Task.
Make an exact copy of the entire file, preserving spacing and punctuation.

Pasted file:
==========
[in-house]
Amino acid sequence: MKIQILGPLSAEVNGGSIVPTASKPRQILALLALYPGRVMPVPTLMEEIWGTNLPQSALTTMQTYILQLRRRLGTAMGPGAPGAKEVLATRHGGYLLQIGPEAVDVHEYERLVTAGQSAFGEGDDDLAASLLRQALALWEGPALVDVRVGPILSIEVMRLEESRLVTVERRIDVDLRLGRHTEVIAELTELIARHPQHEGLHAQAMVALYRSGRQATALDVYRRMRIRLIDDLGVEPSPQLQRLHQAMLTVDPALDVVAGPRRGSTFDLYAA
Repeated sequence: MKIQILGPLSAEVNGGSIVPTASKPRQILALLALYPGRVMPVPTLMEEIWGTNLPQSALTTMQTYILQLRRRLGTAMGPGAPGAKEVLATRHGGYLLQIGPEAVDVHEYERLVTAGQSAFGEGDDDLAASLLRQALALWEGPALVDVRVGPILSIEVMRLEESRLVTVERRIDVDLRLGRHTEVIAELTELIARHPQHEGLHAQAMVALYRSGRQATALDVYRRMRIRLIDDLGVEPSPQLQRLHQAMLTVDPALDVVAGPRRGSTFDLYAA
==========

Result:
[in-house]
Amino acid sequence: MKIQILGPLSAEVNGGSIVPTASKPRQILALLALYPGRVMPVPTLMEEIWGTNLPQSALTTMQTYILQLRRRLGTAMGPGAPGAKEVLATRHGGYLLQIGPEAVDVHEYERLVTAGQSAFGEGDDDLAASLLRQALALWEGPALVDVRVGPILSIEVMRLEESRLVTVERRIDVDLRLGRHTEVIAELTELIARHPQHEGLHAQAMVALYRSGRQATALDVYRRMRIRLIDDLGVEPSPQLQRLHQAMLTVDPALDVVAGPRRGSTFDLYAA
Repeated sequence: MKIQILGPLSAEVNGGSIVPTASKPRQILALLALYPGRVMPVPTLMEEIWGTNLPQSALTTMQTYILQLRRRLGTAMGPGAPGAKEVLATRHGGYLLQIGPEAVDVHEYERLVTAGQSAFGEGDDDLAASLLRQALALWEGPALVDVRVGPILSIEVMRLEESRLVTVERRIDVDLRLGRHTEVIAELTELIARHPQHEGLHAQAMVALYRSGRQATALDVYRRMRIRLIDDLGVEPSPQLQRLHQAMLTVDPALDVVAGPRRGSTFDLYAA